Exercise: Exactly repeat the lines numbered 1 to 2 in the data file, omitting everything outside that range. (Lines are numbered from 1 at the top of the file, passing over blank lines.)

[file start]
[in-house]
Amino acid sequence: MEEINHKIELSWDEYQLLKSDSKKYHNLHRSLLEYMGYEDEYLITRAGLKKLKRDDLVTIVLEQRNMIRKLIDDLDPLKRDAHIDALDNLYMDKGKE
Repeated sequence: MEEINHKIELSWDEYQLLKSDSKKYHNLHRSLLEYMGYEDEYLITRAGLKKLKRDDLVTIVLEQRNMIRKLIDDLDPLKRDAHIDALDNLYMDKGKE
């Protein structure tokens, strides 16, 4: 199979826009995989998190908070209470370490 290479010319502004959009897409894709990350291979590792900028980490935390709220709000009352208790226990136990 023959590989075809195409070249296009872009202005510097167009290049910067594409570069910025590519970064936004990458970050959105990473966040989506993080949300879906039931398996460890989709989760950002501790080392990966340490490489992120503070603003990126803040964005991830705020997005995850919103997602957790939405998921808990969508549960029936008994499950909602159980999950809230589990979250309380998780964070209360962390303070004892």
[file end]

[in-house]
Amino acid sequence: MEEINHKIELSWDEYQLLKSDSKKYHNLHRSLLEYMGYEDEYLITRAGLKKLKRDDLVTIVLEQRNMIRKLIDDLDPLKRDAHIDALDNLYMDKGKE